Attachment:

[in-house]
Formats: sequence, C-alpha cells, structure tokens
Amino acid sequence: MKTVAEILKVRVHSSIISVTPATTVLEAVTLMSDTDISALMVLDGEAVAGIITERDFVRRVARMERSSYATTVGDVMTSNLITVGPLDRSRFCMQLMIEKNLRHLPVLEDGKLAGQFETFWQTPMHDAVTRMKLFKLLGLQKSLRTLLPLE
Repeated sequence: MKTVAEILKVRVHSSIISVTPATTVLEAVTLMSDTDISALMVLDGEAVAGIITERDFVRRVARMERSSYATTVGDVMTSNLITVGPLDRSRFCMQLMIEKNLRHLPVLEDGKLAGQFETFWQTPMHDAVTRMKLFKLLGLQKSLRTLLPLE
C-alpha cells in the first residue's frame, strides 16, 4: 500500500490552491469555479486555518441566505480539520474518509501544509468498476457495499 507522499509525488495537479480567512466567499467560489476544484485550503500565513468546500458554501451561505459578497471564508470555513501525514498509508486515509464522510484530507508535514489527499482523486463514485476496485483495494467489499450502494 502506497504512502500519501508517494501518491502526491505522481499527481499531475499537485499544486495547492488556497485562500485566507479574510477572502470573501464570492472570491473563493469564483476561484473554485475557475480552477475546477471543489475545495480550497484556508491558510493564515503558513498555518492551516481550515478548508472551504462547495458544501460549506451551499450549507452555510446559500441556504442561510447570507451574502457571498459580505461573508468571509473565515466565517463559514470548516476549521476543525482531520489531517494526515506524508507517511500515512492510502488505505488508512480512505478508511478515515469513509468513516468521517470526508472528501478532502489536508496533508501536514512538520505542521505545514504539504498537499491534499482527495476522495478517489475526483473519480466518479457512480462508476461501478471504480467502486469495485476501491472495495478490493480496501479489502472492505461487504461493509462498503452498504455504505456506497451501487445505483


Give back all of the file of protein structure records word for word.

[in-house]
Formats: sequence, C-alpha cells, structure tokens
Amino acid sequence: MKTVAEILKVRVHSSIISVTPATTVLEAVTLMSDTDISALMVLDGEAVAGIITERDFVRRVARMERSSYATTVGDVMTSNLITVGPLDRSRFCMQLMIEKNLRHLPVLEDGKLAGQFETFWQTPMHDAVTRMKLFKLLGLQKSLRTLLPLE
Repeated sequence: MKTVAEILKVRVHSSIISVTPATTVLEAVTLMSDTDISALMVLDGEAVAGIITERDFVRRVARMERSSYATTVGDVMTSNLITVGPLDRSRFCMQLMIEKNLRHLPVLEDGKLAGQFETFWQTPMHDAVTRMKLFKLLGLQKSLRTLLPLE
C-alpha cells in the first residue's frame, strides 16, 4: 500500500490552491469555479486555518441566505480539520474518509501544509468498476457495499 507522499509525488495537479480567512466567499467560489476544484485550503500565513468546500458554501451561505459578497471564508470555513501525514498509508486515509464522510484530507508535514489527499482523486463514485476496485483495494467489499450502494 502506497504512502500519501508517494501518491502526491505522481499527481499531475499537485499544486495547492488556497485562500485566507479574510477572502470573501464570492472570491473563493469564483476561484473554485475557475480552477475546477471543489475545495480550497484556508491558510493564515503558513498555518492551516481550515478548508472551504462547495458544501460549506451551499450549507452555510446559500441556504442561510447570507451574502457571498459580505461573508468571509473565515466565517463559514470548516476549521476543525482531520489531517494526515506524508507517511500515512492510502488505505488508512480512505478508511478515515469513509468513516468521517470526508472528501478532502489536508496533508501536514512538520505542521505545514504539504498537499491534499482527495476522495478517489475526483473519480466518479457512480462508476461501478471504480467502486469495485476501491472495495478490493480496501479489502472492505461487504461493509462498503452498504455504505456506497451501487445505483